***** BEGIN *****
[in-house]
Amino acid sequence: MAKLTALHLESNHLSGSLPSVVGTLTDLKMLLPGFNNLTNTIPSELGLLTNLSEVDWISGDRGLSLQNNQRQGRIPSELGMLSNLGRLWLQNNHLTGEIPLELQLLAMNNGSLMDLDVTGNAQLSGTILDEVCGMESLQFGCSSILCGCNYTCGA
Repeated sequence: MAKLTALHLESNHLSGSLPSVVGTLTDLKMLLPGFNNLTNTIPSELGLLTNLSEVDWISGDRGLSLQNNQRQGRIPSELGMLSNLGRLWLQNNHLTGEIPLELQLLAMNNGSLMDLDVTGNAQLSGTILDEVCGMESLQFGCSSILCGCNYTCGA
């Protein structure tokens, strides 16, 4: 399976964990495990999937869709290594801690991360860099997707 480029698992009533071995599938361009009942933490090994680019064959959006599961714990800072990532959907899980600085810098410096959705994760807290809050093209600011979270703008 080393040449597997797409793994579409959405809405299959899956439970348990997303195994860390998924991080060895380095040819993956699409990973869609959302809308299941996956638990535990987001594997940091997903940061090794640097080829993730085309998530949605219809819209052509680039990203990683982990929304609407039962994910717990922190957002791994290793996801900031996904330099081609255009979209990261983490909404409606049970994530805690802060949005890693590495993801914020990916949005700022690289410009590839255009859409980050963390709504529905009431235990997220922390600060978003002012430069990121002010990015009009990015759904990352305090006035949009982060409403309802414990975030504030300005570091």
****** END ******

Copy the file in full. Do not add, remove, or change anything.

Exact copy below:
[in-house]
Amino acid sequence: MAKLTALHLESNHLSGSLPSVVGTLTDLKMLLPGFNNLTNTIPSELGLLTNLSEVDWISGDRGLSLQNNQRQGRIPSELGMLSNLGRLWLQNNHLTGEIPLELQLLAMNNGSLMDLDVTGNAQLSGTILDEVCGMESLQFGCSSILCGCNYTCGA
Repeated sequence: MAKLTALHLESNHLSGSLPSVVGTLTDLKMLLPGFNNLTNTIPSELGLLTNLSEVDWISGDRGLSLQNNQRQGRIPSELGMLSNLGRLWLQNNHLTGEIPLELQLLAMNNGSLMDLDVTGNAQLSGTILDEVCGMESLQFGCSSILCGCNYTCGA
């Protein structure tokens, strides 16, 4: 399976964990495990999937869709290594801690991360860099997707 480029698992009533071995599938361009009942933490090994680019064959959006599961714990800072990532959907899980600085810098410096959705994760807290809050093209600011979270703008 080393040449597997797409793994579409959405809405299959899956439970348990997303195994860390998924991080060895380095040819993956699409990973869609959302809308299941996956638990535990987001594997940091997903940061090794640097080829993730085309998530949605219809819209052509680039990203990683982990929304609407039962994910717990922190957002791994290793996801900031996904330099081609255009979209990261983490909404409606049970994530805690802060949005890693590495993801914020990916949005700022690289410009590839255009859409980050963390709504529905009431235990997220922390600060978003002012430069990121002010990015009009990015759904990352305090006035949009982060409403309802414990975030504030300005570091």